Later, during filming, Lynch utilized their shared time to deeply explore her character. Ziggy and Cedella were also present to offer advice to her and the rest of the cast on set. Lynch expresses gratitude for their guidance and support, saying, “I am grateful that they were by our side to address any questions we had. Things like, ‘What should her bracelet look like?’ and, ‘Is the head-wrap appropriate?’ But also, whenever I doubted myself, I drew from Rita’s energy that I had spent hours soaking in. Sometimes I’m not sure if I made the right choice, but I know it felt right.”
After completing her role in One Love in early 2023, Lynch decided to shave her head a few weeks later. This was her way of letting go of the character, as she had previously worn a wig for the role. When asked how she decompresses after a difficult job, she deadpans and says that she usually isolates herself and limits her phone usage, giving herself as much time as she needs. Once she feels like she can be at peace with herself again, she allows herself to relax. She has also learned to take breaks between jobs, something she did not do in her 20s when she thought she only needed a few days. Now, she realizes the importance of taking longer breaks, stating that she would need six months to fully recover.
She appears to alternate between extremes: periods of intense work followed by periods of rest instead of venting. To reach this point, she had to learn how to stand up for herself. Lynch recalls a ballet instructor who believed she had poor posture because of the shape of her back. “I was very aware of my Blackness, or my melanated-ness, because of how different my body was. Something that many older white women wouldn’t consider when telling you to ‘stand up straight’. And let me tell you, I have excellent posture,” she says with a smile, shifting in her seat. Her teacher was unimpressed and Lynch didn’t challenge her. “That was an example of me not learning early on how to use my uniqueness instead of being taken advantage of. I was taken advantage of in that moment because this white teacher didn’t understand and took it out on me.” Lynch quit ballet shortly after, around the age of seven, and switched to track and field and netball.
Growing up as an active child and teenager, Lynch was well-prepared for physically demanding roles. In her role in The Woman King, she performed her own stunts. One particular move proved to be the most challenging for her. She describes it as having to run in a straight line, similar to a long or high jump event, then jumping on a man’s back like a bear, rolling on her back while still holding onto him, and finally landing on her feet with a strong pose. She imitates the pose with her arms forming an angular X and recalls how she couldn’t stop laughing while attempting it. She couldn’t believe that she was able to jump on a man like a bear and stay there. This scene became the opening scene of the film, and she admits that it was quite insane. As she talks about it, she starts to laugh to herself, jokingly mentioning that although the director Gina is wonderful, she still hasn’t fully forgiven her for making her do that move.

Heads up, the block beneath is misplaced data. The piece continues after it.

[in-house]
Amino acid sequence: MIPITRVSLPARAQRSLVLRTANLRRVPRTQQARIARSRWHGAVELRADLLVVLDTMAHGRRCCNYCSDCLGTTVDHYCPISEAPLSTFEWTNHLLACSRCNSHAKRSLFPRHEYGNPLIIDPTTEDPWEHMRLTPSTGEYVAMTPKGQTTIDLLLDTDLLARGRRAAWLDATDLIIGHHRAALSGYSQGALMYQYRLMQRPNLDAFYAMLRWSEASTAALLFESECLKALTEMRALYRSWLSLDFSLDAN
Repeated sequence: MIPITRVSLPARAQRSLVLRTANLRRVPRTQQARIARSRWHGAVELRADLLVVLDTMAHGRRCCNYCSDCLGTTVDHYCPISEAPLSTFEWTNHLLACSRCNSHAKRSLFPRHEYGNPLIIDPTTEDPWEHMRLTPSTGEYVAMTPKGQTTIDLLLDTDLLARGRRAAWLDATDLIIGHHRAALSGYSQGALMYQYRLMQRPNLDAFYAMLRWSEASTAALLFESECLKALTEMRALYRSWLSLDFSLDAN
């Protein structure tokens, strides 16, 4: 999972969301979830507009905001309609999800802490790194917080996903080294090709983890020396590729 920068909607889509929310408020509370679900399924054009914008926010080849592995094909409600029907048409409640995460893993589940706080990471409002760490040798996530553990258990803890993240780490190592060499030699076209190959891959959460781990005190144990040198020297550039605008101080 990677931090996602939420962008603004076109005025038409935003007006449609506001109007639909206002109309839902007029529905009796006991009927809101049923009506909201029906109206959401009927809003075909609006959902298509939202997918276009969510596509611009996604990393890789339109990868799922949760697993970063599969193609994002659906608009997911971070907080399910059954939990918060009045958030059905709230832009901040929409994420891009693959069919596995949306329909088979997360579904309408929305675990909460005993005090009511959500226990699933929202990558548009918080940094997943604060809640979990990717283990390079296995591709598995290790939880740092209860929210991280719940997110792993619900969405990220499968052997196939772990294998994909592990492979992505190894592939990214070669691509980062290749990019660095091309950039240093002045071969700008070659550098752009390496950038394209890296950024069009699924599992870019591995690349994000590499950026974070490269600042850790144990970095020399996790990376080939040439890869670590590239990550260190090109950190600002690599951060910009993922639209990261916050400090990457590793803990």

Undergoing ninja training for No Time to Die, doing live stunts in The Woman King – they all initially sounded impossible. Lynch says directors seem to see her and think, “Go on – I bet you can do this.” When she was asked to skid along a balcony floor on her shoulder while being shot at, in No Time to Die, “my life flashed before my eyes. So it’s not a challenge in that I don’t believe I can do it. It was more, ‘How do you trust me to do it? It did not make any sense to me, it did not compute in any way. Until I did it. And I thought, ‘Wow, that was actually a much easier barrier to break than I’d anticipated.’ Really easy.”
Reflecting on her past self, Lynch now understands that she pushed herself towards confidence instead of embracing her introversion as a strength. “I used to think that I had to overcome my shyness and anxiety in order to become confident,” she says.
The No Time to Die stunt team informed her that she was the only individual who did not sustain any injuries during training and filming. Her determination to push through physical strain and self-doubt seems to have paid off. She credits her childhood experiences and training in ballet for her athletic abilities. She also expresses gratitude towards her ballet teacher for instilling those skills in her. She playfully raises an imaginary cup and cheers to her teacher, before pausing and smiling. She adds that now she gets to showcase her skills by kicking people in the face on screen.